News / Europe

Turkish Minister Says Fending off 'Mini-Coup Attempt'

FILE - Turkey's Deputy Prime Minister Ali Babacan
FILE - Turkey's Deputy Prime Minister Ali Babacan
Reuters
Turkey's government said on Tuesday it was fending off a “mini coup attempt” by elements in the police and judiciary who served the interests of foreign and domestic forces bent on humbling the country.

Deputy Prime Minister Ali Babacan said the ruling AK Party had in the past survived military coup plots and attempts in the courts to outlaw it. It would not now yield to a corruption investigation he said targeted the government but was already damaging the national economy.

“These latest formations in the judiciary and the police, we can't call it a coup, but a mini coup attempt. This is what interests foreign investors,” he told broadcaster CNBC-e, echoing suggestions by Prime Minister Tayyip Erdogan of a foreign interest in the crisis.

“Maybe the clearest indicator of this was the fall in share prices,” added Babacan, who is in charge of the economy. The market value of Turkish listed companies had fallen $49 billion by Monday's market close, he said. The main share index was down 1 percent on Tuesday.

Erdogan has, without naming it, accused a movement led by Turkish cleric Fethullah Gulen of creating a “state within a state”, using influence in the police and judiciary in a campaign to discredit the government.

The “Hizmet” (Service) movement controls a vast global network of schools and businesses. Tensions have grown between the two former allies over elements of foreign and domestic policy and moves to close his private schools in Turkey.

The graft inquiry became public on Dec. 17 with a series of raids and detentions of senior businessmen close to Erdogan and of the sons of three ministers. Since then, the media hostile to Erdogan has brimmed with tales of police raiding offices or homes and seizing caches of dollar bills.

Erdogan's supporters argue that accusations have so far lacked any substance and were driven by political ambitions.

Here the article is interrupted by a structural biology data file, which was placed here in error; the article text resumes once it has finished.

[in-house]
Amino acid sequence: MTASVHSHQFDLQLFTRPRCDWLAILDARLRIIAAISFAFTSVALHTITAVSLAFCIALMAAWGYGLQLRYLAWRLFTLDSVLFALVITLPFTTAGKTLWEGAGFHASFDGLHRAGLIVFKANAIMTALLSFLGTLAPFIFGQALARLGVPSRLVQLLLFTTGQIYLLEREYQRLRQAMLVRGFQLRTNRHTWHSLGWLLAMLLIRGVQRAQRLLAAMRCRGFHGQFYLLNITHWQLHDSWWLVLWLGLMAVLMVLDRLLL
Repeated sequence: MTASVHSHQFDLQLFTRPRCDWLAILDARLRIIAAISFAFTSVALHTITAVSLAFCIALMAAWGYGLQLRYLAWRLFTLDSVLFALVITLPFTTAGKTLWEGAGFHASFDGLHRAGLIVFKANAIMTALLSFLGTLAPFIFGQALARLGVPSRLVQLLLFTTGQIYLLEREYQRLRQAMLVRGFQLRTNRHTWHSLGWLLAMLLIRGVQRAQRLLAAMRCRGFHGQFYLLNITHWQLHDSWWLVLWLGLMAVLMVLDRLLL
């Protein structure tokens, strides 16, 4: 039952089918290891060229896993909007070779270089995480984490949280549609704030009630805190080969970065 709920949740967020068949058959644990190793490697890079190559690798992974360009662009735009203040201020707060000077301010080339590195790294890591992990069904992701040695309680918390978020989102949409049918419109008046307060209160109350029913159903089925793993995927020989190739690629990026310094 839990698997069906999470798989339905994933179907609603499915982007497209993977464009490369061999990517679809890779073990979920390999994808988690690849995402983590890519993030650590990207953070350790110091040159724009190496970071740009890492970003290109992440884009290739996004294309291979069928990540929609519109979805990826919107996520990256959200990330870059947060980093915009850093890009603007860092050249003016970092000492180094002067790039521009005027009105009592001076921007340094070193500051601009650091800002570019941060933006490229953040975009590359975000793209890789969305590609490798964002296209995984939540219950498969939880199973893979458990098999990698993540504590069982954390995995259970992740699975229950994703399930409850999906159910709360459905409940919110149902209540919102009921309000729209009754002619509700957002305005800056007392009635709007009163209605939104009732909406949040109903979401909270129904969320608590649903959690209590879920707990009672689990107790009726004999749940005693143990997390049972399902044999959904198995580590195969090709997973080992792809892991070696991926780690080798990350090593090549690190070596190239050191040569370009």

“We as the government are on the job,” Babacan said. “We created this political and economic stability with our own strength. We will not easily allow someone to come and take it away. However many efforts there were until now trying to shake political stability, we overcame them all.”

Army out of politics

Erdogan has overseen strong economic growth and a period of political stability unmatched in modern times since his AK Party was first elected in 2002.

The current corruption crisis is not the first critical moment for Erdogan, who created the party with the name AK - a word that in Turkish suggests purity and resistance to the corruption that had tainted older established parties.

Hundreds of senior army officers have been jailed on accusations of plotting to overthrow Erdogan, who has succeeded in banishing from politics a military that had intervened to topple four governments in the second half of the 20th century.

Hardliners in the judiciary tried in 2008 to impose a ban on the AK Party, a coalition of conservative religious elements, center-right figures and nationalists that was accused of endangering the country's secular order.

As Babacan was speaking, news emerged of a further resignation from the AK Party. A total of seven MPs have resigned from the AKP since the end of November, five since the Dec. 17 police raids.

There is, however, no sign of any large-scale abandonment of the party which dominates Turkish politics. Erdogan, playing on his still unrivaled popularity, could even call early elections next year to shore up his position.

Erdogan has responded to the corruption scandal with the purging of some 70 police investigators and blocked a second wave of investigations. Those targeted some of Erdogan's most ambitious infrastructure projects, including a third Bosphorus bridge and a canal allowing passage from the Black Sea to the Mediterranean, easing traffic on the Istanbul Strait.

Erdogan, whose popularity held up through a summer of protests against what critics call an increasingly authoritarian style of government, has broadened Turkish influence in the Middle East and Africa with a vigorous business drive, led often by construction projects.

Certainly, this has been to some extent to the detriment of relations with the United States and European Union.

“There is a very significant and broad mass uncomfortable with the position which Turkey has reached in the last 11 years, the advances it has secured, the power it has created in the region, its resonance in the world,” Babacan said.

You May Like

Will Cuba Follow the Southeast Asia Model?

Decision to restore ties between US and Cuba has some debating whether it will lead to an enhancement or regression of democracy on the Communist island nation More

Kenyan Designer Finds Her Niche in Fashion Industry

‘Made in China’ fabrics underlies her success More

Report: CIA, Israel's Mossad Killed Senior Hezbollah Commander

The Washington Post story says Imad Mughniyah was killed instantly by a bomb "triggered remotely" from Tel Aviv by Mossad agents More

Featured Videos

Your JavaScript is turned off or you have an old version of Adobe's Flash Player. Get the latest Flash player.